In apps where the floating button doesn't show up, you have to manually use the zoom functions in them directly. Amazon's Prime Video app is one such example, where the zoom control allows for crop and expand to make full use of the new aspect ratio.
LG's G6 also has a floating button to crop in videos in the same way, but on the G6, it appears that the YouTube app doesn't allow the feature to work, which results in a somewhat average experience on its 18:9 display.
The S8's new Super AMOLED display supports Mobile HDR Premium, but HDR sources for mobile are not readily available at present. Netflix has confirmed the next version of its app will support it, but Amazon's Prime Video and YouTube have no details just yet.
There is a reason why DisplayMate awarded the Galaxy S8 the title of "best" display ever on a phone.
I find the screen to be easily viewable in sunlight. Brightness levels are high, but then again they have to be in order to comply with HDR specifications.
This is one display that's usable in nearly all conditions, even in the wet, where I found the touchscreen functions more accurately than its predecessor.
Colour accuracy was also acceptable out of the box on my handset. I did tweak the RGB controls slightly to drop the red and blue tones down a shade so as to be closer to my PC monitor which is hardware calibrated. The result was quite pleasing, especially as Samsung pushed out the colour balance update to unlocked UK handsets today.
There is still that AMOLED vibrancy at play of course, and you can see a touch of this in the above photo.
Sadly, Samsung's latest only ship with Android 7.0, not 7.1.x. This is a shame, as it would have put the S8 handsets a clear step above the LG G6, which also ships with 7.0.
Here's hoping that Samsung are quick to release Android O for it, or at least have a beta channel like they did with Nougat on the S7 edge.
Grace UX remains a familiar sight on the S8. The Samsung Experience version jumps from 8.0 on the S7, to 8.1 on the S8. There are refinements throughout, which add up to a more pleasant experience. But all of these changes could have been ported to the S7 also, Samsung just chose not to. Things like mapping the volume button so that it changes the media volume instead of ringtone volume, and having full music controls, with album art, on the lockscreen.
Other changes include Smart Capture via the Edge Panel feature. This allows you to capture areas of the screen as shapes, or create gifs from videos being played. The Galaxy S8 phones could be a MEME creators best friend, then.
Samsung's screenshot implementation has always been a cool addition to Android. The S8 still retains the useful scrolling screenshot function, as well as annotation and crop controls. The crop feature now auto-crops out the navigation buttons and notification bars with a single tap. In previous versions, you had to manually crop out those areas you didn't want to share in a screenshot.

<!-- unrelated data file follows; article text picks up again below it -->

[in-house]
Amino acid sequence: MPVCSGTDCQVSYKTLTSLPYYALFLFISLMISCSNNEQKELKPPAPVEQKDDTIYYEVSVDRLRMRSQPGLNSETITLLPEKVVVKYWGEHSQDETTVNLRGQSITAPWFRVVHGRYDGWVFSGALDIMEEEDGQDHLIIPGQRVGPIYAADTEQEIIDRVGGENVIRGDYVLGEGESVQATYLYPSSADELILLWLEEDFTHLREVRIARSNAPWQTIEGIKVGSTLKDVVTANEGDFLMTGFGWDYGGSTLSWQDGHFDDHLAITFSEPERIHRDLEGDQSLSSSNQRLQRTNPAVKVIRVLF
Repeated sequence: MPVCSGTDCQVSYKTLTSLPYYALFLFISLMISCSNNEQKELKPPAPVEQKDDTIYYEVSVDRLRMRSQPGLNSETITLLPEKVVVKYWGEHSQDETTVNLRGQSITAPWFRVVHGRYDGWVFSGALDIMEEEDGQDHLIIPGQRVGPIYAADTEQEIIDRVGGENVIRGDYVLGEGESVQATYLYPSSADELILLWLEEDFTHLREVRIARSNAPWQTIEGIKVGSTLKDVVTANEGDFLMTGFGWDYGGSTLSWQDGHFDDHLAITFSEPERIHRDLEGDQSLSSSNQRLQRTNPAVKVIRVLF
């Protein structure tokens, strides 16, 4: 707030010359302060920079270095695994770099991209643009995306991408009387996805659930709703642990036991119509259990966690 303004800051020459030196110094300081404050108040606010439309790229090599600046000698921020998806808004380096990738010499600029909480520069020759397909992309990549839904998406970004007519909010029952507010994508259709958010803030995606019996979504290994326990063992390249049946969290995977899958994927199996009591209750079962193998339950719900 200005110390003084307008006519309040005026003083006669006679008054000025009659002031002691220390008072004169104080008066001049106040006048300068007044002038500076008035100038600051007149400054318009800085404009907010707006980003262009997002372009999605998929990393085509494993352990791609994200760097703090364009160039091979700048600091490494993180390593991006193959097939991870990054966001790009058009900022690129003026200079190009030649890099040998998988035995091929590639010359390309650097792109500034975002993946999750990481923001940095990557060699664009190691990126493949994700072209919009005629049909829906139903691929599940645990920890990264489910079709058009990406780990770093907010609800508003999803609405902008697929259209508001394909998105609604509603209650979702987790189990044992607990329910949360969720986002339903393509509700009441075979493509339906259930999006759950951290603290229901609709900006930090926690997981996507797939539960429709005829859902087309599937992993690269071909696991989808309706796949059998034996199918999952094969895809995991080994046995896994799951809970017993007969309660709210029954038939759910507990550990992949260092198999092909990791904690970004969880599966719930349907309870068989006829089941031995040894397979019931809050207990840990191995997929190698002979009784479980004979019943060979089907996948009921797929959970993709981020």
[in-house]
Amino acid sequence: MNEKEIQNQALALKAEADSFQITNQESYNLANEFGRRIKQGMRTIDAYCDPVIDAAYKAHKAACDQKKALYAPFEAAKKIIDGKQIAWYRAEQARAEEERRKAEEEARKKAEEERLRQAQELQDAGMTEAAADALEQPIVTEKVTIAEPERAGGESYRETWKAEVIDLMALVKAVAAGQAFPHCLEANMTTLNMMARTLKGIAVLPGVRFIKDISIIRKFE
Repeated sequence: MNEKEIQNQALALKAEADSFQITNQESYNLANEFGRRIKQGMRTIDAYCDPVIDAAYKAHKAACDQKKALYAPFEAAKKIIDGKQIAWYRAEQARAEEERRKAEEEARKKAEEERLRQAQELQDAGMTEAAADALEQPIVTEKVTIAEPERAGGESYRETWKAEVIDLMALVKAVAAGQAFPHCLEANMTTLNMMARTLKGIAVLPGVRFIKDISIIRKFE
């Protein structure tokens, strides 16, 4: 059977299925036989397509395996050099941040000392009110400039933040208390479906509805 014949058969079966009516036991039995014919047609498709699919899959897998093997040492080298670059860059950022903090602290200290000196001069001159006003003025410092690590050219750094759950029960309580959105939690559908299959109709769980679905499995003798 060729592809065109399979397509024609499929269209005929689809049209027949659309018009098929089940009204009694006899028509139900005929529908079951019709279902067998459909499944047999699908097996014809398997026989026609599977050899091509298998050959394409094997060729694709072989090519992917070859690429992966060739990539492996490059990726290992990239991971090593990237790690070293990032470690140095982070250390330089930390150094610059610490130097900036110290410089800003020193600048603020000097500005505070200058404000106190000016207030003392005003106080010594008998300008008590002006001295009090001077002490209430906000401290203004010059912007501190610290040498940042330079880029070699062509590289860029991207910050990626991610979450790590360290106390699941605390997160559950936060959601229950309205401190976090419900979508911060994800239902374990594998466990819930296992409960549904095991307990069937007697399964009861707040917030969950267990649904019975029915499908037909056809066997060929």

There are other tweaks and features dotted around the whole OS. One such feature is the ability to switch apps from 16:9 aspect ratio to 18.5:9 on the fly:
Simply press the recent apps switcher button, and tap the round blue button on the top right of the active application tab. The button will only appear for the active application, and only when the application doesn't officially declare itself in support of the taller aspect ratio (even though it most likely will work anyway).
This saves time, as you don't have to go into Display Settings and scroll through to find the app to switch between modes with.
In a nutshell, Grace UX is elegant and highly polished in its current form. The theme engine is integrated as always, and there are a number of Material/Pixel/Nougat inspired themes and icon packs to give you that stock Android feel, especially if you are using a third party launcher, such as Nova.
For reference, all of the screenshots and photos in this review show Nova Launcher, and the themes, Material Design 7.1, sd_Black, and an XDA community one. Dark shaded themes work especially well on an AMOLED display, and will typically conserve energy better, as each black pixel on such a display means that there is nothing to illuminate.
I found there to be a few instances of micro-stuttering in some apps. However, there does not seem to be any stuttering in Samsung's own apps, or Grace UX itself. This is an issue that affects many other Android phones. It doesn't matter if they are flagships or budget devices.
This might be why Google is said to be making its own chipset for future Pixel phones, perhaps even as early as Pixel 2. Following the Apple way by tailoring the software to a specific hardware spec means optimisation is made a whole lot simpler.
Is there an elephant in the room? I'll be honest, I tried Samsung's version of Google Assistant for a day, and then proceeded to disable it. I found it to feel unpolished.